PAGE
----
Updated: Apr 14
I love a good coming-of-age film. They’re easy to come by, whether it’s classic fare from John Hughes or films making the rounds on streamers and in awards season conversations. It’s a genre that, at least in my opinion, will probably never die. There are too many ways to exploit it, too many still-unseen perspectives on what it’s like growing up in a certain time and place that’s still somehow universal. I am, admittedly, a fiend for the more bizarre of the genre, stuff like Heathers or Stand by Me, but my point still stands.
My only real question, though, is this: why in the hell are we still setting these stories in high school?
Okay, maybe that’s a bit of an exaggeration on my part. But by and large, when you think of the phrase “coming of age,” I’m sure you think of films set, some way, in a high school. Whether it’s the Saturday detention of The Breakfast Club or the weird fake dating scenario of To All the Boys I’ve Loved Before, the plot largely revolves around teenagers who sometimes haven’t even learned to drive yet, let alone reached voting age. Infants, in the eyes of most grown adults who actually have come of age.
Let me ask you a question: at what point in your high school career, traditional or otherwise, did you ever feel like you’d found yourself? That you fully understood yourself as a human being and were content with that? No longer languished over your future or your self-image or any of the other, massive things teenagers grapple with?
If you give me a straight answer that’s not “I never did,” I’m calling bullshit.
While there are plenty of high school films I affectionately consider favorites — Valley Girl and Clueless come to mind — there’s something that always sticks for me with these films, something that rubs the wrong way now that I’m seven years out of high school and wondering why I made such a big deal out of prom and my SAT scores. It’s hard to pin down, and part of me simply blames it on being older, having grown out of the kinds of stories being told for kids about their future and what it’s going to be like.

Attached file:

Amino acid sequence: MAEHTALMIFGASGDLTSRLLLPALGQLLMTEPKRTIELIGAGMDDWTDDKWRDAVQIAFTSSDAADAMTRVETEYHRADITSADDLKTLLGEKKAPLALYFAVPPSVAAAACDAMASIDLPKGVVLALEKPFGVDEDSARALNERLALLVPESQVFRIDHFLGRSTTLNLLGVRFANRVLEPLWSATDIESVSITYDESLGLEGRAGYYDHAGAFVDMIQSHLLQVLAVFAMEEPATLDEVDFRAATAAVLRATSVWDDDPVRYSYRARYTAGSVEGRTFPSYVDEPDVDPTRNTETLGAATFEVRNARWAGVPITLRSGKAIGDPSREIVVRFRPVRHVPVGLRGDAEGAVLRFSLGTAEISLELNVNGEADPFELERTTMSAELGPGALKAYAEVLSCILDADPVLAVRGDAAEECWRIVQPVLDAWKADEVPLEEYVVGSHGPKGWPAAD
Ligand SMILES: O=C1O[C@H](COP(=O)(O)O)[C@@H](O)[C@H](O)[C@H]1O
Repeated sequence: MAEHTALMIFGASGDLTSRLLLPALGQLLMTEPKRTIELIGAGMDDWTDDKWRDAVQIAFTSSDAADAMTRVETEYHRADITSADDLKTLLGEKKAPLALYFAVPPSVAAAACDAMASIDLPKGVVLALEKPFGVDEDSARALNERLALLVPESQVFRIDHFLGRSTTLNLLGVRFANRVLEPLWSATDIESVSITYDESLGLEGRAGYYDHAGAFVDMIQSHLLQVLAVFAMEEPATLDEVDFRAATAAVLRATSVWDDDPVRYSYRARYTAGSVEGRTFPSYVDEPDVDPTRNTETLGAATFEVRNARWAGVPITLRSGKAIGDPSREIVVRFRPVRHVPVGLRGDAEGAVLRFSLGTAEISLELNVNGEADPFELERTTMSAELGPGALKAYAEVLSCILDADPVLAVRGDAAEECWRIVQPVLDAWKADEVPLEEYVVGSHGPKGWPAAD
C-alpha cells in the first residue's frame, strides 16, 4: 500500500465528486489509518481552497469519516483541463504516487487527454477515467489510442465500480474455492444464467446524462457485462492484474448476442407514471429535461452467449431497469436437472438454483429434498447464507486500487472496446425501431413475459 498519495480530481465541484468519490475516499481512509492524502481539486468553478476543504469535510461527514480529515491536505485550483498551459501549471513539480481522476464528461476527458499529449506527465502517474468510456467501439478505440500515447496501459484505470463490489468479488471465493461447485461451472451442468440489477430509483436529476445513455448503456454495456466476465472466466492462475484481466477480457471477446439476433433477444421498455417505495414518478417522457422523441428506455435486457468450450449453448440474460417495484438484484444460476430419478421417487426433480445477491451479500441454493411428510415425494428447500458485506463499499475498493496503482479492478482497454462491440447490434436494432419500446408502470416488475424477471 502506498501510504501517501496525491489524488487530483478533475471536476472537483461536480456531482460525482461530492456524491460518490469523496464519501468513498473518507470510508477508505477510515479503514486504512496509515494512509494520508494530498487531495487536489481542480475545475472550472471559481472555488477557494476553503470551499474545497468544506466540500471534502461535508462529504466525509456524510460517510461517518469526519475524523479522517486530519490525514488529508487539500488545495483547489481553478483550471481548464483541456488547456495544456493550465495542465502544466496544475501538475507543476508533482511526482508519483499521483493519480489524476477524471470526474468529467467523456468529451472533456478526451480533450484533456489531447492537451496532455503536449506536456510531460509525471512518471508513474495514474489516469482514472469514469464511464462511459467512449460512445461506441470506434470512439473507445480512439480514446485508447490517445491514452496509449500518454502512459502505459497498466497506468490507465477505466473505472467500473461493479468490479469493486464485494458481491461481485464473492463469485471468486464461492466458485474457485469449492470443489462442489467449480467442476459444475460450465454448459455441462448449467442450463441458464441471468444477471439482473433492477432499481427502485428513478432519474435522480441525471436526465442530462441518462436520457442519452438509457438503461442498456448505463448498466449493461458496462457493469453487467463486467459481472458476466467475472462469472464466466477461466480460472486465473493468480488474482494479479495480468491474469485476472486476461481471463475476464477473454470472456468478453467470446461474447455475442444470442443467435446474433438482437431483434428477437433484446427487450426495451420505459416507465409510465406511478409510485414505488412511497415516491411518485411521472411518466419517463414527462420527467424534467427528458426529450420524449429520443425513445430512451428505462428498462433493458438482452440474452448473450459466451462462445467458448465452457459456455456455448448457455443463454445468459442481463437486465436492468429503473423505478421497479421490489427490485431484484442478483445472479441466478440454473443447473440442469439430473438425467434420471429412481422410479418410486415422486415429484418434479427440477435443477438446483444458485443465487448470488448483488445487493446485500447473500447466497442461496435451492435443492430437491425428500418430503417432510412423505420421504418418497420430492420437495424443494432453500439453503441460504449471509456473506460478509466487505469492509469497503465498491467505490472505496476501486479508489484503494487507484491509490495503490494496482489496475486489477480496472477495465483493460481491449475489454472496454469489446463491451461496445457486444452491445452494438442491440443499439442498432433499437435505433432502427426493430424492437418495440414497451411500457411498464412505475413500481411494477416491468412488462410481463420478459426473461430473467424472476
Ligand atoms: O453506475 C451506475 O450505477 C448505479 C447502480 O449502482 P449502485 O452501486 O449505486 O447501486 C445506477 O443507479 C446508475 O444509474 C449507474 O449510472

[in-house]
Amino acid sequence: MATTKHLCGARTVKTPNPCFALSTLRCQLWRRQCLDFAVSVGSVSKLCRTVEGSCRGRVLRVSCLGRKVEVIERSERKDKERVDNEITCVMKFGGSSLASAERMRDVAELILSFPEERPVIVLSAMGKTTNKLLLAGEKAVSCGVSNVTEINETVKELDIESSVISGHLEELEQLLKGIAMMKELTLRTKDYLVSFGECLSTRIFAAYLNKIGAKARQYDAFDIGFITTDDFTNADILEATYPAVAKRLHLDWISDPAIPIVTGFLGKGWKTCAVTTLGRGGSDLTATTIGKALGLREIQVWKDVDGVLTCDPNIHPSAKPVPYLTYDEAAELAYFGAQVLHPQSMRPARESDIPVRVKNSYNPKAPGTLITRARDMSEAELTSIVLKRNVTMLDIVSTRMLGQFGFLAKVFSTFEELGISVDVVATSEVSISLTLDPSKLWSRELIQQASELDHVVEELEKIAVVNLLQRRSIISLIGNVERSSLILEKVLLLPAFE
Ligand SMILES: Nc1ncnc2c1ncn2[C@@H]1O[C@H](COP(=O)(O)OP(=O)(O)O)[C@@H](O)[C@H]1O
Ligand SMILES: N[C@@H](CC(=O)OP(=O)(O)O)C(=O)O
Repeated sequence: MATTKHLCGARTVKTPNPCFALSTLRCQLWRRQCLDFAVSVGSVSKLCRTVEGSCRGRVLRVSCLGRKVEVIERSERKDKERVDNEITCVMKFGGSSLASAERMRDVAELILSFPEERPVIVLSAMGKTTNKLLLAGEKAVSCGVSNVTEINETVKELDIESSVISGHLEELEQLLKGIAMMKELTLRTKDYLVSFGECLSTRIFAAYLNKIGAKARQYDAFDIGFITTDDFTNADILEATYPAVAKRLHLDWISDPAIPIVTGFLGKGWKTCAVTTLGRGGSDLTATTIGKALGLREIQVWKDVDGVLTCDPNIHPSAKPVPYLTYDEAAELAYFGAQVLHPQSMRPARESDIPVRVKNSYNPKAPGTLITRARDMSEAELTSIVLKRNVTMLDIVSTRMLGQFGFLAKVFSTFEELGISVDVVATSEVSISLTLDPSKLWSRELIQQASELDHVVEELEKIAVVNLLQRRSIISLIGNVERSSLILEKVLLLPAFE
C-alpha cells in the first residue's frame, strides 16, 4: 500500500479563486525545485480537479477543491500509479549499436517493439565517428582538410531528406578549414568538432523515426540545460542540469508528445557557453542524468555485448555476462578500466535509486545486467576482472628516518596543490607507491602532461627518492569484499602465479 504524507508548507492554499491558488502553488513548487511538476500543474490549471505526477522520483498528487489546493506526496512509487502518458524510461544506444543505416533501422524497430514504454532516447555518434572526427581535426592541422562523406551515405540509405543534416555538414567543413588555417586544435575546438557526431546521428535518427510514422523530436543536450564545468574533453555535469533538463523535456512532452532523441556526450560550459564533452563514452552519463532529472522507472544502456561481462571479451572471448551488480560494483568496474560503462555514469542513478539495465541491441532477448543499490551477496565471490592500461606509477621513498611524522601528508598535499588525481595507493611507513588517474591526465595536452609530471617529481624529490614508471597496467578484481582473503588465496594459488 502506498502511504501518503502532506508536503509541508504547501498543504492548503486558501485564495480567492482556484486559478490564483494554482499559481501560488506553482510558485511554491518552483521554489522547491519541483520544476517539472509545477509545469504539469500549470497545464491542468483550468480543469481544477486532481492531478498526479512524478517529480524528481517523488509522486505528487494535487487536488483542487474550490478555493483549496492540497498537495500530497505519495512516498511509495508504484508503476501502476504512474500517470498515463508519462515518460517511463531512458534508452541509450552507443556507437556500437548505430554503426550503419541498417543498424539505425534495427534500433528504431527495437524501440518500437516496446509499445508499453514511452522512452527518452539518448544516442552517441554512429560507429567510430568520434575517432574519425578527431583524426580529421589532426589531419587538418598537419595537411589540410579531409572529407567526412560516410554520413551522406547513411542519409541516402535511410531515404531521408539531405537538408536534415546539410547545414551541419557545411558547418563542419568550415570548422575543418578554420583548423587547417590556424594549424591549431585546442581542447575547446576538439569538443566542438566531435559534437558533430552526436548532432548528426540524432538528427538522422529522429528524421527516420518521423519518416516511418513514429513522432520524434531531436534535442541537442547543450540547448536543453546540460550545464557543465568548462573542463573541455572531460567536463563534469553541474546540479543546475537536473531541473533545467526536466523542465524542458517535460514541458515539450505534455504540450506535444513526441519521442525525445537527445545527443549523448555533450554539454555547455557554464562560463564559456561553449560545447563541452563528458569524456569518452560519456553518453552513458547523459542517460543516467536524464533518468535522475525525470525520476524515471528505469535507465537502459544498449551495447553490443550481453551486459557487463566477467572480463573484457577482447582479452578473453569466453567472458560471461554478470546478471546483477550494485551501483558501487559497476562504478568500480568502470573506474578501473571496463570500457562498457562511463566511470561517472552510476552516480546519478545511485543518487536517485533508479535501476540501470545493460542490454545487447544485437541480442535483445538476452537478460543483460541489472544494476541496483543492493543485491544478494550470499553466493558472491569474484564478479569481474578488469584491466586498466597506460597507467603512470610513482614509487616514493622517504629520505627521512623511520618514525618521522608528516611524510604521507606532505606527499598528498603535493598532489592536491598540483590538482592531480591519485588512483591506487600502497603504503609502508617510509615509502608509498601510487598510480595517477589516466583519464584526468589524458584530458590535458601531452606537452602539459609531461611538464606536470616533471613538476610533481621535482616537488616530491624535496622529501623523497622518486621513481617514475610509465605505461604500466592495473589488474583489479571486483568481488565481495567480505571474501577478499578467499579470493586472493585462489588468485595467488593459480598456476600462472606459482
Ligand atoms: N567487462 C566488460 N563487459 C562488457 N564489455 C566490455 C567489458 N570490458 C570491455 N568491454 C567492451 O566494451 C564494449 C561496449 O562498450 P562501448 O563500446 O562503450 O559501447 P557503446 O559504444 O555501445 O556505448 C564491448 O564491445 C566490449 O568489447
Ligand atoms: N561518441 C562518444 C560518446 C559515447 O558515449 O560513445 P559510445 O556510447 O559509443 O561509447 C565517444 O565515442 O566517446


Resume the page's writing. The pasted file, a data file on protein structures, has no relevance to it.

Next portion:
But then I watch fairy tale endings in which kids have everything figured out before they hit that graduation stage, which, combined with the repeated casting of ripped thirty-year-olds as pimply teens, serves only to cement negative opinions in young people’s brains, this idea that they need to be grown at 16 — started by films like Sixteen Candles and perpetuated by influencer culture that demands kids look more adult at 13 than I do at 25. It’s nonsense put into kids’ heads, when they’re still living under their parents’ roofs, following rules that prevent them from engaging in the kind of opportunities that teach people about themselves. You barely have the freedom to leave your own hometown as a kid, and I can say this for certain: no matter where you’re from, be it LA or the boondocks of Appalachia, you have to see the rest of the world to truly understand it and yourself.
Setting coming-of-age films in high school, while it makes some sense as you approach adulthood, puts a limit on how much characters can understand about themselves because they haven’t had a chance to branch out and experience the real world. It exists only as a nebulous concept beyond their reach, something they think they understand when they get the keys to their first car or kiss that boy they’ve had a crush on all year. (Spoiler alert, girl: he ain’t shit.) The older I get, the more I realize that these films, good as they are, are selling an ideal, not any kind of honesty.
But college? That odd void of a space between childhood and real adulthood? Now, there’s your ticket.